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dc.creatorSpinuzzi, Clayen
dc.creatorNelson, Scotten
dc.creatorThomson, Keela S.en
dc.creatorLorenzini, Francescaen
dc.creatorFrench, Rosemary A.en
dc.creatorPogue, Gregoryen
dc.creatorBurback, Sidney D.en
dc.creatorMomberger, Joelen
dc.date.accessioned2014-08-29T16:04:49Zen
dc.date.available2014-08-29T16:04:49Zen
dc.date.issued2014-09en
dc.identifier.citationSpinuzzi, C.; Nelson, S.; Thomson, K.S.; Lorenzini, F.; French, R.A; Pogue, G.; Burback, S.D.; Momberger, J., "Making the Pitch: Examining Dialogue and Revisions in Entrepreneurs' Pitch Decks," Professional Communication, IEEE Transactions on , vol.PP, no.99, pp.1,23en
dc.identifier.urihttp://hdl.handle.net/2152/25712en
dc.description.abstractExamination of how Korean entrepreneurs in an entrepreneurship program revised their slide decks for their presentations ("pitches") in response to professional communication genres representing feedback from potential stakeholders in their target markets. Research questions: As entrepreneurs learn to pitch ideas to unfamiliar markets, how do they revise their slide decks for their pitches when interacting with other professional communication genres that represent the concerns of market stakeholders? Specifically, what changes do entrepreneurs make to the claims, evidence, and complexity of arguments in their pitches? Literature review: The professional communication literature demonstrates that the revision process tends to take place in documentation cycles where documents are set in interaction with each other. Yet such revision processes are not studied in detail in existing studies of entrepreneurial pitches in marketing and technology commercialization. Methodology: In this exploratory qualitative study, researchers textually analyzed 14 sets of five related document genres in the archives of an entrepreneurship program. These genres represented a full cycle of activity: application to the program, initial pitches, initial feedback from program personnel, detailed feedback from representative stakeholders in the target market, and revised pitches. Interviews and surveys of program personnel further contextualize the data. Results and conclusions: Entrepreneurs revised their claims and evidence based on their dialogue with their target market. Some of the entrepreneurs altered their slides to make more complex arguments rebutting stakeholders' concerns. These findings suggest that entrepreneurs engage in dialogue with their target markets, but their engagement tends to be guided by tacit, situated experience rather than through an explicit, systematized approach.en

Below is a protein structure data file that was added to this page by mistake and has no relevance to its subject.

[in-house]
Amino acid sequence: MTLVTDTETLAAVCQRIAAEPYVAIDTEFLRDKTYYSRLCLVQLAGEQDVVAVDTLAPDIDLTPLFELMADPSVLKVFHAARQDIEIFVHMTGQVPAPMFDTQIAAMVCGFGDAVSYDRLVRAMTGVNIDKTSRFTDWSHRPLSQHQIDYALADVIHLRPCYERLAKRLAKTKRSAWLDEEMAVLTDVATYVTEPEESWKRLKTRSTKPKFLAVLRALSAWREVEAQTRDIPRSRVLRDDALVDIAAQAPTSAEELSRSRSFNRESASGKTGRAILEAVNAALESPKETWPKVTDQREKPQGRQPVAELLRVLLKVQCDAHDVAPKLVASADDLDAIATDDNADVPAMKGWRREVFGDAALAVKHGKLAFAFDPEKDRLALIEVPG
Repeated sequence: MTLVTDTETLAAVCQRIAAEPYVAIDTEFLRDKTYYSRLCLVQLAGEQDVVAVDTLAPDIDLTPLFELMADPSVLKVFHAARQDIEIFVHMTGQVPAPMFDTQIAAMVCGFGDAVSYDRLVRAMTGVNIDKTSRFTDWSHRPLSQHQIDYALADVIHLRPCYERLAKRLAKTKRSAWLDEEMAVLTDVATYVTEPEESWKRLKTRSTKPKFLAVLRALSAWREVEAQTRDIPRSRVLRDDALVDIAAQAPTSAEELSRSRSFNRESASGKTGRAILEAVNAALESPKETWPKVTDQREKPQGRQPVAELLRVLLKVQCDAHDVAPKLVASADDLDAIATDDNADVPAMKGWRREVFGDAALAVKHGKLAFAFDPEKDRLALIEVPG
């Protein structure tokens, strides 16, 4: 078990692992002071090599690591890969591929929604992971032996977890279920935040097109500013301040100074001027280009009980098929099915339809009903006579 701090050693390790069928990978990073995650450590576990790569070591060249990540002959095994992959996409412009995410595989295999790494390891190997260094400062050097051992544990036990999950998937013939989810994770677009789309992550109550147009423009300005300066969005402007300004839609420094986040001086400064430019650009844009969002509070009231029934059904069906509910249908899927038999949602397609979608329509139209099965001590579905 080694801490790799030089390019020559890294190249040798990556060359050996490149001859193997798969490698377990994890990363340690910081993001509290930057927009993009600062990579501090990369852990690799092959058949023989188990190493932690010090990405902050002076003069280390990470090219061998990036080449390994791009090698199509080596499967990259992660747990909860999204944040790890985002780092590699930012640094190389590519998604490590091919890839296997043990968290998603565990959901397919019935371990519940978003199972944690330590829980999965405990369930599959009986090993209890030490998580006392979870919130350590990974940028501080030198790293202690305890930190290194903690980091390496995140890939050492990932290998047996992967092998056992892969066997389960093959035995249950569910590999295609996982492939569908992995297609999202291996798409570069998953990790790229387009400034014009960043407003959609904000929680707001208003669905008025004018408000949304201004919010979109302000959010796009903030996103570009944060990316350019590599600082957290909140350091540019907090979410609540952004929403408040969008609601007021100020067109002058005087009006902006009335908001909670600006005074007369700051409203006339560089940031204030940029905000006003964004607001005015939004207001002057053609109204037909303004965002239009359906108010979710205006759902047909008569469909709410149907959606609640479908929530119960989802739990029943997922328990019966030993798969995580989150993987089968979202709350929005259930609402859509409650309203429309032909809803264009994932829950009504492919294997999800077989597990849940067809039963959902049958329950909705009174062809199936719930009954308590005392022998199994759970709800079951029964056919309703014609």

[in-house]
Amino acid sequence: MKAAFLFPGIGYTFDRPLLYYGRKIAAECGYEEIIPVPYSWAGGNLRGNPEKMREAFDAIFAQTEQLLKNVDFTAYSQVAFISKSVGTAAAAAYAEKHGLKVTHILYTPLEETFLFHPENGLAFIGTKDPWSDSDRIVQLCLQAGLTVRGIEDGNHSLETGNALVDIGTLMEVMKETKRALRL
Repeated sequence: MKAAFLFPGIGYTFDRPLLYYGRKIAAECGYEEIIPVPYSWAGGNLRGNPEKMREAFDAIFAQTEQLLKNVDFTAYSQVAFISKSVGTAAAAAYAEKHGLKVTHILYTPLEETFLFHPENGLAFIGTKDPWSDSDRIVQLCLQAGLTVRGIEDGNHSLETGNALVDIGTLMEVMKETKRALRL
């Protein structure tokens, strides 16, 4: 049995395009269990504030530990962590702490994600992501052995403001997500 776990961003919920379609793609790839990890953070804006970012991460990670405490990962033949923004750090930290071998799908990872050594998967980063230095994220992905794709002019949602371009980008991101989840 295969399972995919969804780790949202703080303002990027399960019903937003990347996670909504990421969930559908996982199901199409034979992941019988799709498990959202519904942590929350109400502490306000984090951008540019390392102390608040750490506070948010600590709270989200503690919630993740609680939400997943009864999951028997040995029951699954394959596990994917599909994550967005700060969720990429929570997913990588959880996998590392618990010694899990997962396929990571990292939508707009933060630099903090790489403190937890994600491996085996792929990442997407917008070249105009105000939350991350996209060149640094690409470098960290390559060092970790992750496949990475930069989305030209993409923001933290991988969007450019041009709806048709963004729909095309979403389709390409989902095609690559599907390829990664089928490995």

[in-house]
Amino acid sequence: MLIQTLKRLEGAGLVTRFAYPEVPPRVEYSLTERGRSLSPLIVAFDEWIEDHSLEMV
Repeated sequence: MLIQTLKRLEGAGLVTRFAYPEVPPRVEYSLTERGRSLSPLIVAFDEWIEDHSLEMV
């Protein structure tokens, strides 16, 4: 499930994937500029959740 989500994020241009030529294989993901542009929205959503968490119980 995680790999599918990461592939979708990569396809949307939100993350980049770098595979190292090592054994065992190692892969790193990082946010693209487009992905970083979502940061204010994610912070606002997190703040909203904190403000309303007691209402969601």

dc.publisherIEEEen
dc.subjectcommunication effectivenessen
dc.subjectglobal communicationen
dc.subjectknowledge transferen
dc.subjectrhetoricen
dc.subjectsmall-business technology transferen
dc.subjecttechnology transferen
dc.titleMaking the Pitch: Examining Dialogue and Revisions in Entrepreneurs’ Pitch Decksen
dc.typeArticleen
dc.description.departmentIC2 Instituteen
dc.identifier.doi10.1109/TPC.2014.2342354en


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